The T baileyi originates from the Mekong basin in Thailand and Laos. It inhabits rocky habitats, including the rapids of the Mekong mainstream and its larger tributaries. This is quite unusual since Pufferfish are not particularly strong swimmers and may not have the body shape that will be ideal for dealing with swift river systems. But these fast flowing waters seem to be their preferred environment.
T baileyi is a medium sized Pufferfish that grows to a maximum size of 5 inches or about 12 centimeters (cm). Thus, a single specimen may be kept in a tank as small as 20 gallons. The T baileyi is generally aggressive and intolerant of other fishes; thus, it is best kept alone. Its most formidable weapon is its beak-like teeth, which can easily bite off chunks from other fishes, or in extreme cases, rip them to pieces. Like most Pufferfish, the first bite will decapitate its prey, so it will be easy pickings from there. It is a savage little creature if given an opportunity to mangle its tankmates.
But Is It Vicious?
It is said that the T baileyi is also very aggressive towards conspecifics and should never be kept in groups. I experienced this aggression towards its own kind firsthand. My first specimens came in a group of three. They were packed individually but since the plastic bags had accidentally been bitten and were leaking, I immediately placed the three of them in an aquarium. As I went to the trash bin to discard the plastic bags, I saw the biggest one bite the smallest one. Before I could reach it, the big one was already making a meal out of the small one. So I had to separate the two before another murder could take place.
But with my next set of T bailey, quite the opposite happened. As I came to pick up my order of four from my supplier, I was surprised to see them all peacefully coexisting in one tank. So they were packed in one bag and I set them in one tank. To this day, I still have them in one 50-gallon tank, generally minding their own business with no aggression towards each other. Of course, feeder fishes are not treated with the same kindness as they are voraciously attacked and gobbled up quite greedily.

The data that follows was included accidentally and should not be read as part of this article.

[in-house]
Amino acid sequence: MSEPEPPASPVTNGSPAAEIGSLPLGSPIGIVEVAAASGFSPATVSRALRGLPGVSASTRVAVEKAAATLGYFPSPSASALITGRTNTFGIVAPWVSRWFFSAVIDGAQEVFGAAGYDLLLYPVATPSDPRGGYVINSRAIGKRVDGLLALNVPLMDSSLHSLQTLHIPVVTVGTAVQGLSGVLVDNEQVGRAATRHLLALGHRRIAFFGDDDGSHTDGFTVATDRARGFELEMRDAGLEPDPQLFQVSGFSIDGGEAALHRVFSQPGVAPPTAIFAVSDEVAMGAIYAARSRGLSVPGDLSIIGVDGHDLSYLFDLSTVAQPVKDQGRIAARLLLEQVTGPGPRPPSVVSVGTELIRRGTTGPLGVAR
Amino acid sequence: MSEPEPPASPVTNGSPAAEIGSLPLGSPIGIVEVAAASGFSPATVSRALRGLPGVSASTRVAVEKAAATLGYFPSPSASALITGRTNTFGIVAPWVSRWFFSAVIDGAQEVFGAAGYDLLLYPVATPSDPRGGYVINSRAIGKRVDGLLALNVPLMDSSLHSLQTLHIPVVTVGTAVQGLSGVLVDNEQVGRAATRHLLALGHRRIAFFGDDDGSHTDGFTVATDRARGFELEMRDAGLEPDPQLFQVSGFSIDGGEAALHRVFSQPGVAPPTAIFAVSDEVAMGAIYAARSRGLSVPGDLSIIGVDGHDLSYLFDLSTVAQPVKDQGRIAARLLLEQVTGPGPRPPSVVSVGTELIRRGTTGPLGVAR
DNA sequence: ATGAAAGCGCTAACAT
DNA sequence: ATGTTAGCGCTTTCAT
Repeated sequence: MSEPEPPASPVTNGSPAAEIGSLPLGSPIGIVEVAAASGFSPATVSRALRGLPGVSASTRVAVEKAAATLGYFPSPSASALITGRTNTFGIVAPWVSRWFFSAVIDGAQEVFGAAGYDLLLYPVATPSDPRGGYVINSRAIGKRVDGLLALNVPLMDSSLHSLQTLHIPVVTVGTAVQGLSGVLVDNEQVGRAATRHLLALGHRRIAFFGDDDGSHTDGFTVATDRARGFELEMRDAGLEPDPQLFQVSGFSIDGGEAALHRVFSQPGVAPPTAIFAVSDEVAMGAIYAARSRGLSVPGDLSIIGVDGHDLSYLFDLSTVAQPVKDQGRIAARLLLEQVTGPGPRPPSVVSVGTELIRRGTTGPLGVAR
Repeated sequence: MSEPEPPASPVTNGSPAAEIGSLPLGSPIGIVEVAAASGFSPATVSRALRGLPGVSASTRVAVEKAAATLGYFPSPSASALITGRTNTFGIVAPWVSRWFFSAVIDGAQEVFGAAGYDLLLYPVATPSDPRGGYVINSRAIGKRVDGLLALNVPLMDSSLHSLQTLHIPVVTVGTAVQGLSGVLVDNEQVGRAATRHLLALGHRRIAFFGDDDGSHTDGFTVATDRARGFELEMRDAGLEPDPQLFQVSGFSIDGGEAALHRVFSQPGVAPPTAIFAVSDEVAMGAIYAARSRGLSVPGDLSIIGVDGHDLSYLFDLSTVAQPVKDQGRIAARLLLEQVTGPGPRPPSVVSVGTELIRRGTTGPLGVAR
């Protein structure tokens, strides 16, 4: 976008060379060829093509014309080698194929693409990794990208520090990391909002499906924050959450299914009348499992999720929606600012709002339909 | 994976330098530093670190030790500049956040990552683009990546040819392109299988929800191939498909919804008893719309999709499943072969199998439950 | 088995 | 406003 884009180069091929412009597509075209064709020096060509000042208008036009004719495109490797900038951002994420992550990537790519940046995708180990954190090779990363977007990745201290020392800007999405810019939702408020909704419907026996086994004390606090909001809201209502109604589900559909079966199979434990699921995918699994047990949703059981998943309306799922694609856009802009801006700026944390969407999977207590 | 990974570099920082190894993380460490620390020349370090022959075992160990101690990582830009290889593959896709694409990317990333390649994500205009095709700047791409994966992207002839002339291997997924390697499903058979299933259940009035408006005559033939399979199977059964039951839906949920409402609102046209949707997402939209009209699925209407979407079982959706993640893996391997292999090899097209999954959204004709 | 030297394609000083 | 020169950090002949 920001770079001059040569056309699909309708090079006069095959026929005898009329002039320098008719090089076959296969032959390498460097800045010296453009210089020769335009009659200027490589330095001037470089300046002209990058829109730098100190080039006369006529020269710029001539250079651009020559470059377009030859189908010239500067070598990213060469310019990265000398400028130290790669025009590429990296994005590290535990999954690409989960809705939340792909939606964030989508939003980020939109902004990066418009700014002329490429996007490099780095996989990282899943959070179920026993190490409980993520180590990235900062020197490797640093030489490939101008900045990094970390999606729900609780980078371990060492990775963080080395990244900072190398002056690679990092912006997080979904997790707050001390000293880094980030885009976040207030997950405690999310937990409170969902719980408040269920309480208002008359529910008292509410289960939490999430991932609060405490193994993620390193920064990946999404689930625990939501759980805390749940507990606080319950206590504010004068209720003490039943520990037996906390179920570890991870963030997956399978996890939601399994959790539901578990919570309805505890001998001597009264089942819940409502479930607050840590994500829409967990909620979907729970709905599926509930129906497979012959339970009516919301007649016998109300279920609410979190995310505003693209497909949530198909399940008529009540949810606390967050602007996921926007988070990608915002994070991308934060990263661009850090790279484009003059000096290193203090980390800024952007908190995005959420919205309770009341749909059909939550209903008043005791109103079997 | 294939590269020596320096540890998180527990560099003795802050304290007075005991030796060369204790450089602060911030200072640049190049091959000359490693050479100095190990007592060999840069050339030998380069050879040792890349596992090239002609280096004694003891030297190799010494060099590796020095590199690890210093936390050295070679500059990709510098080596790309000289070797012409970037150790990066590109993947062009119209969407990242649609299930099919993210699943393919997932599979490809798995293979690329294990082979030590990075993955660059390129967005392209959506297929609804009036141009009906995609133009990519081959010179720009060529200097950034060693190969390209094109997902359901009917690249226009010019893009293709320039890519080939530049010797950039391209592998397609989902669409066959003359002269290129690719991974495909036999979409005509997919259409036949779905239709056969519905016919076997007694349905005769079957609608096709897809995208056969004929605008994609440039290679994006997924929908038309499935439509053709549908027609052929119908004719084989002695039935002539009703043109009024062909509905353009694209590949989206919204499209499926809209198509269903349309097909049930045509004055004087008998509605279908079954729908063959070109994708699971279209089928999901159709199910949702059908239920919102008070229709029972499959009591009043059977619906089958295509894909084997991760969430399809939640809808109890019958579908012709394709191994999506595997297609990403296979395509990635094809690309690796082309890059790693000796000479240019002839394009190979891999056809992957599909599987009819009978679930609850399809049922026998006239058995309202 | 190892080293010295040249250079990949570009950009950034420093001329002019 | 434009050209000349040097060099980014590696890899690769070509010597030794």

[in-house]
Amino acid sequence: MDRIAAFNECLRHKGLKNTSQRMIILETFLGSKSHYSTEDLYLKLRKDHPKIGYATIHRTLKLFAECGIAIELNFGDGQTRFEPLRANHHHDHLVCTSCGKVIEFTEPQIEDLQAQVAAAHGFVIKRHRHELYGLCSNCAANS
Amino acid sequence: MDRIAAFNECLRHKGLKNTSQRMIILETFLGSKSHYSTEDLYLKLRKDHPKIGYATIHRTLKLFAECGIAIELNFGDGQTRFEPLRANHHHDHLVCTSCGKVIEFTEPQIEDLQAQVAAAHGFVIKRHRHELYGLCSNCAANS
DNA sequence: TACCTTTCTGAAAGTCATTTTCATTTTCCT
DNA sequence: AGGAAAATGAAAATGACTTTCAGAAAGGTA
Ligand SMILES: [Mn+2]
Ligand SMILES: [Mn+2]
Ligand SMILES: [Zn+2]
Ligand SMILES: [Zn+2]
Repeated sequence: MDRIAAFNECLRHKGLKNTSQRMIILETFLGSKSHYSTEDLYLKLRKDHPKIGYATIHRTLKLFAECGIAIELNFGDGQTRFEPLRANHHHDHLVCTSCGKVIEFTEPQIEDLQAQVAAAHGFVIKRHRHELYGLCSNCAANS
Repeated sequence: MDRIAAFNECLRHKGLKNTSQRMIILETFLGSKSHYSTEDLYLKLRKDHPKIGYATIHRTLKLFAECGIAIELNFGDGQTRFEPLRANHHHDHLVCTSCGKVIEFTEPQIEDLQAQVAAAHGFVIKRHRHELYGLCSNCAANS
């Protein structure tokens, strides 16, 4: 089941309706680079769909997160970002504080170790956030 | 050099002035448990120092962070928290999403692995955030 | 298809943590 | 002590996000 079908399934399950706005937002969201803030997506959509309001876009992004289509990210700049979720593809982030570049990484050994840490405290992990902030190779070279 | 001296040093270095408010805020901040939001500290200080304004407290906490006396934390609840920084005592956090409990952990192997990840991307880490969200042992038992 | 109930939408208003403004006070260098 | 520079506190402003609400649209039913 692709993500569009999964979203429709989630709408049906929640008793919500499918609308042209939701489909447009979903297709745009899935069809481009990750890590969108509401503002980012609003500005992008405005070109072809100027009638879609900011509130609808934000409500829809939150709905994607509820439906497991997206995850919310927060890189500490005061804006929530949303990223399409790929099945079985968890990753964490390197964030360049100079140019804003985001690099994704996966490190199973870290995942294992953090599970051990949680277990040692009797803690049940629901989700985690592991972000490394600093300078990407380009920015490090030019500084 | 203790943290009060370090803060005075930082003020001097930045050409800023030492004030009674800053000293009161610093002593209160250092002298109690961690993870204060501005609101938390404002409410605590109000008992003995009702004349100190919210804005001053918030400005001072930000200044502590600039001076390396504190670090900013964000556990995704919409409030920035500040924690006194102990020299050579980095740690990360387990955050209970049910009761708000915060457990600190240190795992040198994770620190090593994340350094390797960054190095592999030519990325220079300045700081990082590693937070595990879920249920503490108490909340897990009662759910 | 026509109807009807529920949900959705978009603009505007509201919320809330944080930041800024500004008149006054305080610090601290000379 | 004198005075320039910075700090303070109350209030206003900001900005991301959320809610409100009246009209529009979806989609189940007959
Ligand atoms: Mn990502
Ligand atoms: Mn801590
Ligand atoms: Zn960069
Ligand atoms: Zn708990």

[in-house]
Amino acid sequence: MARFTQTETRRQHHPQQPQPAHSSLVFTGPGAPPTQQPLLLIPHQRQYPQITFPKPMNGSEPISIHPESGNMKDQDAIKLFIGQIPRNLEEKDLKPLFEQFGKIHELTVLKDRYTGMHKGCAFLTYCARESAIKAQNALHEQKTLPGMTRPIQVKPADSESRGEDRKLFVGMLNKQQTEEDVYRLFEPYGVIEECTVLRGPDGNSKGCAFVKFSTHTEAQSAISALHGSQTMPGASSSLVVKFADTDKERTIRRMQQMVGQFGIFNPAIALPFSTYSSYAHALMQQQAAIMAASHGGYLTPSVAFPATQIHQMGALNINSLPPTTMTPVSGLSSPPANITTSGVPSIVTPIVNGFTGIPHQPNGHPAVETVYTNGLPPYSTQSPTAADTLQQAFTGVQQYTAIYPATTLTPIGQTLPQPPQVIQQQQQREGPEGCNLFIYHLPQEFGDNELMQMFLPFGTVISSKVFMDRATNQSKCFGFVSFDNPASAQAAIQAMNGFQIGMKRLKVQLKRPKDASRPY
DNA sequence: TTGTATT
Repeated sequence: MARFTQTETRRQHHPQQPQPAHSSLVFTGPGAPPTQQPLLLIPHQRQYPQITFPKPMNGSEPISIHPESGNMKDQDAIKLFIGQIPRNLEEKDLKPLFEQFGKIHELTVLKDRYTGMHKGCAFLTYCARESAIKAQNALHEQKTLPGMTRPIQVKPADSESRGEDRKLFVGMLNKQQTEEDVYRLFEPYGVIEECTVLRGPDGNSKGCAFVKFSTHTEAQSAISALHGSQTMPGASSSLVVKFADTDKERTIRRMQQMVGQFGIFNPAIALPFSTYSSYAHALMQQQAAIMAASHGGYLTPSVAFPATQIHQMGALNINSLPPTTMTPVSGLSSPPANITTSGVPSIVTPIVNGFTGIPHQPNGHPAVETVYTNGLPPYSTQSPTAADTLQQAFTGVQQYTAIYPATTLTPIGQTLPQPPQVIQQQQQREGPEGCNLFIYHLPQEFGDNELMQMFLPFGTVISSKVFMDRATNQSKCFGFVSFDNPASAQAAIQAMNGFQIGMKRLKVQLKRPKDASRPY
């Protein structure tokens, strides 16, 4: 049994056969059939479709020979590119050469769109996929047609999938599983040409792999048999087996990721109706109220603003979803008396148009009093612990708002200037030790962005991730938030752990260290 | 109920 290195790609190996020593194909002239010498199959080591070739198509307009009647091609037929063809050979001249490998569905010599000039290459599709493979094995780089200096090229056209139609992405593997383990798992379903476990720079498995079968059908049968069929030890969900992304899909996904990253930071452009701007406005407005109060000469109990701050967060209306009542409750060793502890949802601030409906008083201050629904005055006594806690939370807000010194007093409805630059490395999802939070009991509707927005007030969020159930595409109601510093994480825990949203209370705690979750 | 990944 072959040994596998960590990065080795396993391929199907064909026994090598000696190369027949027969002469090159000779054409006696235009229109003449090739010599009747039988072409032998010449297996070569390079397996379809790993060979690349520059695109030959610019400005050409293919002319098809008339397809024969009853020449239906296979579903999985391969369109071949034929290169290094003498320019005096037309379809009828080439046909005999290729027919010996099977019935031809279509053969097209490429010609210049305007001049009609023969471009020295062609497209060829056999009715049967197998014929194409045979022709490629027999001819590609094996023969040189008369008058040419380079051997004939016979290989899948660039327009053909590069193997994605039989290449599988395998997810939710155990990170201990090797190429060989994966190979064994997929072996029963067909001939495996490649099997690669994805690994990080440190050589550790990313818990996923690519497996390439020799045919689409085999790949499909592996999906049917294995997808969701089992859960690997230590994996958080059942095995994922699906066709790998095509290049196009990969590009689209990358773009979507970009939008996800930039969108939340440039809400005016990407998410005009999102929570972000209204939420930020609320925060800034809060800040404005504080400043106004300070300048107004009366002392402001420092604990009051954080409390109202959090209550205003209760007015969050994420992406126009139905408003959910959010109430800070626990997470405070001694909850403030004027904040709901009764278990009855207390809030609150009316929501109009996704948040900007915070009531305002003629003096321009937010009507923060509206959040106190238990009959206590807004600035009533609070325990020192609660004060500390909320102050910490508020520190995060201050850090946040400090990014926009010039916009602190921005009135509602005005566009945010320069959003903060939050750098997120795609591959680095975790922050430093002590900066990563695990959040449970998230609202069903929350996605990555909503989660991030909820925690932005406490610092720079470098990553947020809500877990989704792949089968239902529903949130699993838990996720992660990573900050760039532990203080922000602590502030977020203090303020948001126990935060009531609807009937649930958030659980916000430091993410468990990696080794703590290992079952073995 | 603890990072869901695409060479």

Personally, I am quite dumbfounded by their conspecific behavior. Are they really aggressive towards each other, or are they peaceful with one another? Quite frankly, my answer is, “I do not know.” Putting them together in one tank is very risky, with dire consequences. As each bite is very much damaging, I highly recommend to just keep them in solo tanks.
Speedy But Messy
In the aquarium, the T baileyi is qu
ite timid and prefers to hang around near rocks and driftwood. Occasionally, they may swim around the bottom and mid-levels of the tank. They hover about the tank gently undulating their dorsal and pectoral fins. However, they may also dart away quickly when the
y decide to use that big paddle-like tail to good use. When startled or attacking prey, the T baileyi can zip across the tank in an instant.
This sudden burst of speed is, of course, highly observable when feeding, which is a sight that amazes most Pufferfish keepers. Feeding the T baileyi is limited to meat. It is a carnivore and will eat animal food and not plants. Their diet consists of live or non-live fish, crustaceans, or mollusks. Like all Pufferfish, they must be given hard food like unshelled shrimp, crabs, snails, mussels, etc. This is to prevent their teeth from growing too long. If left unchecked, the teeth may develop an overbite and it will not be able to eat properly. It is therefore wise to feed them these hard foods so the continuously growing teeth may be kept ground down.
The T bailey is a messy eater. They often leave behind bits of food because Pufferfish munch on their food and not swallow their prey whole like most predatory fishes do. It is quite common to see bits of crustacean shells littering the bottom of the Pufferfish tank and small bits of uneaten food strewn around the tank. Because of their barbaric eating manners, it is best to have a strong filter and regular tank maintenance of 30% water change done twice a week.
The T baileyi is best kept in water with a pH range of 6.5 to 7.5, with water hardness (dGH) of 4 to 20 (70 to 350ppm) and a water temperature of 25°C to 30°C. These water parameters are quite easy to achieve for the average Filipino fishkeeper in local conditions. As per my experience, the T baileyi is one of the easier Pufferfish to keep in the home aquarium.
This appeared in Animal Scene magazine’s July 2017 issue.